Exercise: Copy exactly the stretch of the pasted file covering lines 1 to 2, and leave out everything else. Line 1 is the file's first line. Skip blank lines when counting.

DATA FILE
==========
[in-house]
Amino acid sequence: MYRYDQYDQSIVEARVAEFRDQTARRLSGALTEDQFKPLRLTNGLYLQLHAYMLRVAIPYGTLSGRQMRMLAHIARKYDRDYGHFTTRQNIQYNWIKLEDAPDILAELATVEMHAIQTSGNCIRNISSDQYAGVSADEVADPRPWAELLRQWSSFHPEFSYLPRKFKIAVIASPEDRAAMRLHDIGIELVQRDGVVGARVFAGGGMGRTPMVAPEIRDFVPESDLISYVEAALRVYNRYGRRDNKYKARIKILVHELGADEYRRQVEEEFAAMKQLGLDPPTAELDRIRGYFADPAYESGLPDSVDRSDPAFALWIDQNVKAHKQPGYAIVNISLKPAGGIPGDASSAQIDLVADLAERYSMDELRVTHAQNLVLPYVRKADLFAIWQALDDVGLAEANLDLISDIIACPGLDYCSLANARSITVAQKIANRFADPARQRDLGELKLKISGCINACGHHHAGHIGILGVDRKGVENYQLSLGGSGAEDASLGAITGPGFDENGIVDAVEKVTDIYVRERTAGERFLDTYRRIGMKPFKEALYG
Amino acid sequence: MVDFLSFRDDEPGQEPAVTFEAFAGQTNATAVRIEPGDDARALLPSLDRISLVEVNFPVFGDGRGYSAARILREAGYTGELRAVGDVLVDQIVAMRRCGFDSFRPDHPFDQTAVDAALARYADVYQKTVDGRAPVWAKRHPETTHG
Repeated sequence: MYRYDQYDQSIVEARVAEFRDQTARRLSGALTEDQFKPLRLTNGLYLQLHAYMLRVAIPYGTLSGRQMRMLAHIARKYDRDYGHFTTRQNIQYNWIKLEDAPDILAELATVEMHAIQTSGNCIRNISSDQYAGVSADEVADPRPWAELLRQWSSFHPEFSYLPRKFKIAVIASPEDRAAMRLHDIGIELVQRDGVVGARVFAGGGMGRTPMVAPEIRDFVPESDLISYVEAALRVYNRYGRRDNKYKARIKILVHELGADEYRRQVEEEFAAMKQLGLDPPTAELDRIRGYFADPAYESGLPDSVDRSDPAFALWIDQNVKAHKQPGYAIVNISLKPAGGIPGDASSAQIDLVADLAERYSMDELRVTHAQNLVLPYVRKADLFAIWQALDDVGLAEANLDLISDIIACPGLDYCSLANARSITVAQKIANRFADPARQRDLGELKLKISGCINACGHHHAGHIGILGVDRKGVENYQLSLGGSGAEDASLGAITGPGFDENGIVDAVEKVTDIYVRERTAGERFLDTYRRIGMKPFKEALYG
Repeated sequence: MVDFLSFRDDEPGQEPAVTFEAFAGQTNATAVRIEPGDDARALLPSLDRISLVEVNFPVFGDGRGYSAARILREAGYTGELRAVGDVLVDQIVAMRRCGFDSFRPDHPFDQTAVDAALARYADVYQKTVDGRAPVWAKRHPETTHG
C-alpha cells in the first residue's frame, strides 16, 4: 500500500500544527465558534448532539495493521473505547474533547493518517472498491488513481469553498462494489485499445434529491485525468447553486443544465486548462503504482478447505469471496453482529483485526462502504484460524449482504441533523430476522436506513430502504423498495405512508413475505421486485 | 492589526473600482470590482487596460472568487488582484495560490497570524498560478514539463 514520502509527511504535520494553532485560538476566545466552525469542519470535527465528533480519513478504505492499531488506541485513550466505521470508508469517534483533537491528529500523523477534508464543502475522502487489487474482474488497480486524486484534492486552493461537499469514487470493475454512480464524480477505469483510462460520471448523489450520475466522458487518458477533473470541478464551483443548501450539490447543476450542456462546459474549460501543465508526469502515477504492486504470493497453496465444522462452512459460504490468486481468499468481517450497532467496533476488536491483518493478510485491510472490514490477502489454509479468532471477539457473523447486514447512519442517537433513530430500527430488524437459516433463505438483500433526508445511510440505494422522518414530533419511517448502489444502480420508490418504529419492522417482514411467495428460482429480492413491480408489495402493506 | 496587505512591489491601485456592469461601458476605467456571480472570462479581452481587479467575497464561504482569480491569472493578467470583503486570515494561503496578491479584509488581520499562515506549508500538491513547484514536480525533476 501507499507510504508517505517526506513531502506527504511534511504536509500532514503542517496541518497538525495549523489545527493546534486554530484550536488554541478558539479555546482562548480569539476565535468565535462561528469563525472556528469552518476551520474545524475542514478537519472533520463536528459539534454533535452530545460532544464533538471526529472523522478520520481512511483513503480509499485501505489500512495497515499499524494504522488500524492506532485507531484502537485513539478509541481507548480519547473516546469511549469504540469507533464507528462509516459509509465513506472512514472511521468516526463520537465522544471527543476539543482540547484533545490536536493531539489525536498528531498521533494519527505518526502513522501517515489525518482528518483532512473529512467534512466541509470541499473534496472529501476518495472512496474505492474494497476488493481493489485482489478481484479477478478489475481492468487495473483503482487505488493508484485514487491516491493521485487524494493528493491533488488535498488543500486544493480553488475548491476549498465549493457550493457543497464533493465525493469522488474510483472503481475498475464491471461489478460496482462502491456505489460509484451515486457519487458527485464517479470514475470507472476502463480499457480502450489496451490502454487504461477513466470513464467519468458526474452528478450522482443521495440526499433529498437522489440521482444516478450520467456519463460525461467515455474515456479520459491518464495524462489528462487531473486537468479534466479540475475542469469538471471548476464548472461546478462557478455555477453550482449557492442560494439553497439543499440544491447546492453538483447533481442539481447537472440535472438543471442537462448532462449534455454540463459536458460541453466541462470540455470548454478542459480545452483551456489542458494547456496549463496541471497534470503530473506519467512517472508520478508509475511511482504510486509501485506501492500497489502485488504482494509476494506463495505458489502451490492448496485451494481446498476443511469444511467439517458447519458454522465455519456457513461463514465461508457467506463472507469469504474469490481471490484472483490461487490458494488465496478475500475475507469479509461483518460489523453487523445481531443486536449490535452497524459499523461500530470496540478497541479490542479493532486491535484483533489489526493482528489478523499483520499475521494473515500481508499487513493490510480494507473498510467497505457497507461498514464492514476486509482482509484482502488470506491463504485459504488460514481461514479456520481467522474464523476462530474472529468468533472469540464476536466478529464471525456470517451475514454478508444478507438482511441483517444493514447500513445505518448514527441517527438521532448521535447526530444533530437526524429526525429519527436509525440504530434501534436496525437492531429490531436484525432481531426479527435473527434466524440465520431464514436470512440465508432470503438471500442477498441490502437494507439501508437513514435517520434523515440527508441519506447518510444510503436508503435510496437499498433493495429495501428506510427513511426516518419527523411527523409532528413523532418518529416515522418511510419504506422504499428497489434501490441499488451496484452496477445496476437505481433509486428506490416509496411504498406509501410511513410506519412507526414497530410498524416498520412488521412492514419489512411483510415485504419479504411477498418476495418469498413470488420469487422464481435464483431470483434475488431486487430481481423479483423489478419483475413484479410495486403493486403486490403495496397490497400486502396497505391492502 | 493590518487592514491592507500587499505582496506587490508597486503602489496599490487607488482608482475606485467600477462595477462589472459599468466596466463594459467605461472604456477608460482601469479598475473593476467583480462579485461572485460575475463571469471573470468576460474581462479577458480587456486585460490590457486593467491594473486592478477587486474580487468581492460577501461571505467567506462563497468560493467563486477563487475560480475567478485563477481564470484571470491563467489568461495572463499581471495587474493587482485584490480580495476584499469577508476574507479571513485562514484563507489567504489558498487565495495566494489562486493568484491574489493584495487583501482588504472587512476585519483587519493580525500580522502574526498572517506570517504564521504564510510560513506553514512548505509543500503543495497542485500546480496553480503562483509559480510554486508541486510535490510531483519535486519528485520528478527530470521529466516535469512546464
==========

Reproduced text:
[in-house]
Amino acid sequence: MYRYDQYDQSIVEARVAEFRDQTARRLSGALTEDQFKPLRLTNGLYLQLHAYMLRVAIPYGTLSGRQMRMLAHIARKYDRDYGHFTTRQNIQYNWIKLEDAPDILAELATVEMHAIQTSGNCIRNISSDQYAGVSADEVADPRPWAELLRQWSSFHPEFSYLPRKFKIAVIASPEDRAAMRLHDIGIELVQRDGVVGARVFAGGGMGRTPMVAPEIRDFVPESDLISYVEAALRVYNRYGRRDNKYKARIKILVHELGADEYRRQVEEEFAAMKQLGLDPPTAELDRIRGYFADPAYESGLPDSVDRSDPAFALWIDQNVKAHKQPGYAIVNISLKPAGGIPGDASSAQIDLVADLAERYSMDELRVTHAQNLVLPYVRKADLFAIWQALDDVGLAEANLDLISDIIACPGLDYCSLANARSITVAQKIANRFADPARQRDLGELKLKISGCINACGHHHAGHIGILGVDRKGVENYQLSLGGSGAEDASLGAITGPGFDENGIVDAVEKVTDIYVRERTAGERFLDTYRRIGMKPFKEALYG